That morning, when I saw that an old caravan had somehow arrived in the clearing at the top of Burnside Wood, I must admit that I unlocked the gun cabinet and didn’t bother feeding the dogs.
Freda told me to take it slowly, and that upsetting myself was dangerous for the health. But what does she know? I was born on this estate. For the past 30 years I’ve kept every poacher, picnic’er, fly-tipper, land-grabber and self-righteous rambler out of the wood. Oh, and the gippos too.
There. I’ve said it. Not a nice word, and not popular with Freda and our Billy whenever I let it fly, but there we are. I’ll be buggered if I’m starting calling them ‘Travellers’ now. They don’t ‘travel’ so much as ‘land’, and when they do you’re hard-pressed to get a word of sense out of them, least of all get them shifted.
So that spring day I slipped a couple of cartridges into the gun’s breech and stuffed another handful into my jacket pocket. Bobby and Fly, my German Shepherds, strained on the leash as we walked up the track, past the bluebells and into the clearing. Whoever was up there would soon stop their antics when they saw the dogs.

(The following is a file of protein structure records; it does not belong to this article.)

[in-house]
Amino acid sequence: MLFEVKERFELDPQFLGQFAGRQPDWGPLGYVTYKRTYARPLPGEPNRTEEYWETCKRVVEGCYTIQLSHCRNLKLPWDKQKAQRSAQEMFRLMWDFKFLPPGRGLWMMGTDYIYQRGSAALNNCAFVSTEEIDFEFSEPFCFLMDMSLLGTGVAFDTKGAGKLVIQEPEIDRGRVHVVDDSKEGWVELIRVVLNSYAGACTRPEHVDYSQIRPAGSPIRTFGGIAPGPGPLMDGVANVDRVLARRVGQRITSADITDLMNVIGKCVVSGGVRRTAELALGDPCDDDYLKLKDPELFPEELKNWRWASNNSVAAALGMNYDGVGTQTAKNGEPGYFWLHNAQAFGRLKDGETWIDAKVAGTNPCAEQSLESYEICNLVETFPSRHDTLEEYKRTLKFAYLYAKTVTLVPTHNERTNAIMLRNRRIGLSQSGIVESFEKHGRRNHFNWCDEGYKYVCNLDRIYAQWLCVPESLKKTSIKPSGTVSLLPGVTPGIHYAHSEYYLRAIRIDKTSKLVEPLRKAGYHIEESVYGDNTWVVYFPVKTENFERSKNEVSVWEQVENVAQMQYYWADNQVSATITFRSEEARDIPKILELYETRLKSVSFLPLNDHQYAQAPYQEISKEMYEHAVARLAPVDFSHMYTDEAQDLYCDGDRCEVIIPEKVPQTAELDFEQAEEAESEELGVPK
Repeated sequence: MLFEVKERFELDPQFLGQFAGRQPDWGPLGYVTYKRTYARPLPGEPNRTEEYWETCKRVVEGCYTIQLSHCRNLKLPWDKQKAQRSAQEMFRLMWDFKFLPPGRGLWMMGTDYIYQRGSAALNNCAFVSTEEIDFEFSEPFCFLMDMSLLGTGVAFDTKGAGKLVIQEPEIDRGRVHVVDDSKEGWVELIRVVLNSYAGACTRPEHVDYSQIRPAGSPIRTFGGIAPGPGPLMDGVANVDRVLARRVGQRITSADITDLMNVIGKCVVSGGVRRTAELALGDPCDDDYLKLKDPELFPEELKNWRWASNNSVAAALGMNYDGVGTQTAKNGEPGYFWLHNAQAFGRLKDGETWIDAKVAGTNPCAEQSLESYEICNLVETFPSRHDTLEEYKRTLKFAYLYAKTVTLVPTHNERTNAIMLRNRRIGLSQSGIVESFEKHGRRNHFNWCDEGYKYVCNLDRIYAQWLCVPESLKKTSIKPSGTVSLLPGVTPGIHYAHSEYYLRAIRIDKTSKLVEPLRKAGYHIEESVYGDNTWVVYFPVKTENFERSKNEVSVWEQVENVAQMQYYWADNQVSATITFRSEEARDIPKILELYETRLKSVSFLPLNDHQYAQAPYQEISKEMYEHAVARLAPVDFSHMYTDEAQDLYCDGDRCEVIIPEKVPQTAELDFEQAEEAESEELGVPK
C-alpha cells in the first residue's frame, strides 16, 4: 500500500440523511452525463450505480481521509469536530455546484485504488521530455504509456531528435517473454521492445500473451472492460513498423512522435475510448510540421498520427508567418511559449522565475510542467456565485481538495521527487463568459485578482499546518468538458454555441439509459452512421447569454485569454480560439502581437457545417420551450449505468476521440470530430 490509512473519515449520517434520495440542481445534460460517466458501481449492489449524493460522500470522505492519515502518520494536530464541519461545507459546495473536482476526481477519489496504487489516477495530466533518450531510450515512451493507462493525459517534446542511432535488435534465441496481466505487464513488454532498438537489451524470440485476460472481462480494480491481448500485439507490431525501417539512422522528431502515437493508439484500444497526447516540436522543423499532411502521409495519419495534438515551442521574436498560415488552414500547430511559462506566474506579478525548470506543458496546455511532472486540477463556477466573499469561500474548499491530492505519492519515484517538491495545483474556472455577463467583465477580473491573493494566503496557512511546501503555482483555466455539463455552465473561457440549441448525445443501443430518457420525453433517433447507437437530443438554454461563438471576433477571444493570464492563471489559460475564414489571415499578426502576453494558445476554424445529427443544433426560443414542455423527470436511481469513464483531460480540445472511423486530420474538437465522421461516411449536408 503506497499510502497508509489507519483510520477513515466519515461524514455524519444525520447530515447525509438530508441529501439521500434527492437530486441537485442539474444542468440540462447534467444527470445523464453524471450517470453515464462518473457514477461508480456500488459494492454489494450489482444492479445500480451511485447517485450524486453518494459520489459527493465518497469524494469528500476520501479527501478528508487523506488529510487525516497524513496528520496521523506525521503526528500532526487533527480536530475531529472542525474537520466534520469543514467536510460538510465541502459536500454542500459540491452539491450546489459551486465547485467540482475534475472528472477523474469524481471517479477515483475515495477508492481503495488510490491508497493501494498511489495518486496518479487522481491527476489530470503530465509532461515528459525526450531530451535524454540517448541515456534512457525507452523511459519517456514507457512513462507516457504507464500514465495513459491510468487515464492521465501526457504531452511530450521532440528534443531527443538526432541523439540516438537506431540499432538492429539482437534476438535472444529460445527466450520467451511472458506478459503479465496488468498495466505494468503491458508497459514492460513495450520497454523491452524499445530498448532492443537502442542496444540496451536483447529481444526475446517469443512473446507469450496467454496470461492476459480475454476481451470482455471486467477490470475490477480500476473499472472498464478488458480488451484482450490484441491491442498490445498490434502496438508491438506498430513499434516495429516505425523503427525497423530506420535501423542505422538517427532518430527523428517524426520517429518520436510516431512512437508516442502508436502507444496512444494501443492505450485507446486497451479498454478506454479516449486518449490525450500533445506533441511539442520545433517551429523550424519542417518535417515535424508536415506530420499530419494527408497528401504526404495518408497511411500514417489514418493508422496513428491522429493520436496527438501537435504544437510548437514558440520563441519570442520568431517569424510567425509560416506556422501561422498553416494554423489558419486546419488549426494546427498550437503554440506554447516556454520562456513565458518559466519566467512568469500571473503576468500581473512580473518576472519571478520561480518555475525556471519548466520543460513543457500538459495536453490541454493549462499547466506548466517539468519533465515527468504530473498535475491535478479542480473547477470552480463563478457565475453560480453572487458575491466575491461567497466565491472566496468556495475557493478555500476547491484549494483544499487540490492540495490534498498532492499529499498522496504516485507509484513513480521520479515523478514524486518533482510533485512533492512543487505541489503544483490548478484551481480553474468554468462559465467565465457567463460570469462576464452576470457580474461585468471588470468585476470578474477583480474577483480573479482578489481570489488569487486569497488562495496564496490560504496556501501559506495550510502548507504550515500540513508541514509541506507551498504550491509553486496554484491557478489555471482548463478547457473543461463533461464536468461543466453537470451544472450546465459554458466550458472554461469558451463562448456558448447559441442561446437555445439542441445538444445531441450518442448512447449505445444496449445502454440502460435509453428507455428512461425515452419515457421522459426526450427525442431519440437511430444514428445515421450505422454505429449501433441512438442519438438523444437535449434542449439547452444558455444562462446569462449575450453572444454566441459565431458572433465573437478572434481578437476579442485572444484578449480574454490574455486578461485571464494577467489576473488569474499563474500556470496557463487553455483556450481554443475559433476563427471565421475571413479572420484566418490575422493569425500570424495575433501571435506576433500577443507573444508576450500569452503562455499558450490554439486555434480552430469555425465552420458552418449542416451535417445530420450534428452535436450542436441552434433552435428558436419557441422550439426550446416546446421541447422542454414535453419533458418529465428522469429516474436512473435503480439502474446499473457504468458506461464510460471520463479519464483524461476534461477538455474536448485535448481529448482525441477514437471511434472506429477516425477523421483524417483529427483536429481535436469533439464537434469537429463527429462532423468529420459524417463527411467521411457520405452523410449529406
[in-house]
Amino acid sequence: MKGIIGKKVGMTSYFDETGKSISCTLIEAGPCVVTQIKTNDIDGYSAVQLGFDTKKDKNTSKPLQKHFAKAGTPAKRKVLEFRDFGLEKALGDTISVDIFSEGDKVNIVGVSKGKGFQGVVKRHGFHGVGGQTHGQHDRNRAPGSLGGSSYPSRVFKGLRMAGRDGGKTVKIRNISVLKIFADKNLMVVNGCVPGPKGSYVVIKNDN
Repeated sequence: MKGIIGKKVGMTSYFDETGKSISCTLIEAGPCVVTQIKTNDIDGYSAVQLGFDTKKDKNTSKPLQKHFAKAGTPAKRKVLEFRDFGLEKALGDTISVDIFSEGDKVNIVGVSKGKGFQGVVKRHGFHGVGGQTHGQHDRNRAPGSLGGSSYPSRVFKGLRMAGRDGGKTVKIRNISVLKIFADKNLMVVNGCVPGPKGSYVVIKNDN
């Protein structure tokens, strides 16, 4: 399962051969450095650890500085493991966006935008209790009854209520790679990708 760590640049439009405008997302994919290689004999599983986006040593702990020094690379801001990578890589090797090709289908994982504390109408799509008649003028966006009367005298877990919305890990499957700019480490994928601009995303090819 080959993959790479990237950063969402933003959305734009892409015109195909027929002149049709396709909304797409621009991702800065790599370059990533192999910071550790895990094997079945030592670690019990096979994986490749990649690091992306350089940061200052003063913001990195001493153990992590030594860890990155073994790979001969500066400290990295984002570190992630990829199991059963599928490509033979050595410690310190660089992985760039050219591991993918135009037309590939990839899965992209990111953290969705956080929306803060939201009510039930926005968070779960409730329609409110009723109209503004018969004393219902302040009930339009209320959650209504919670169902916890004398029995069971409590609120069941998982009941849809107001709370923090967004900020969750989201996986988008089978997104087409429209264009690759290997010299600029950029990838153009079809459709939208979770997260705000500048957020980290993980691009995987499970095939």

About 20 feet away we stopped. Something wasn’t right. For a start, the caravan was too small and too old. A battered Elddis from the 1980s isn’t what today’s gypsies generally like to be seen claiming benefits from. Floral curtains, the pattern of which I haven’t seen since Freda and me honeymooned in Oban, fluttered out of an open window. And from inside the caravan came this voice.
Now, I find things hard to put into words, unless I’m talking grouse or guns or dogs. I’m not one for a lot of flannel. Freda knows that. So all I’m saying is that the dogs just sat down, there and then, right in the middle of the path. It was like they’d been charmed or something. They weren’t the only ones, either. I was rooted to the spot. I’d never heard anything like it; well, not since Susan Boyle came on the X-Factor. I don’t watch it usually, but Freda sometimes bullies me into it of a Saturday night. When Miss Boyle opened her trap the audience soon stopped laughing. And when I heard this voice, singing sweeter than any bird in Burnside Wood, I put the gun down and just listened.
When the singing stopped I tapped on the door, ever so quietly. I felt like I’d broken a spell.
"Oh," said the voice, embarrassed-sounding, "I’m sorry. I thought I was alone."
The door opened. The next shock was that she was about the same age as me. She had a small, hooky sort of a nose and eyes as watchful as a robin’s. Long dark hair streaked with grey. She smiled, waiting for me to say something.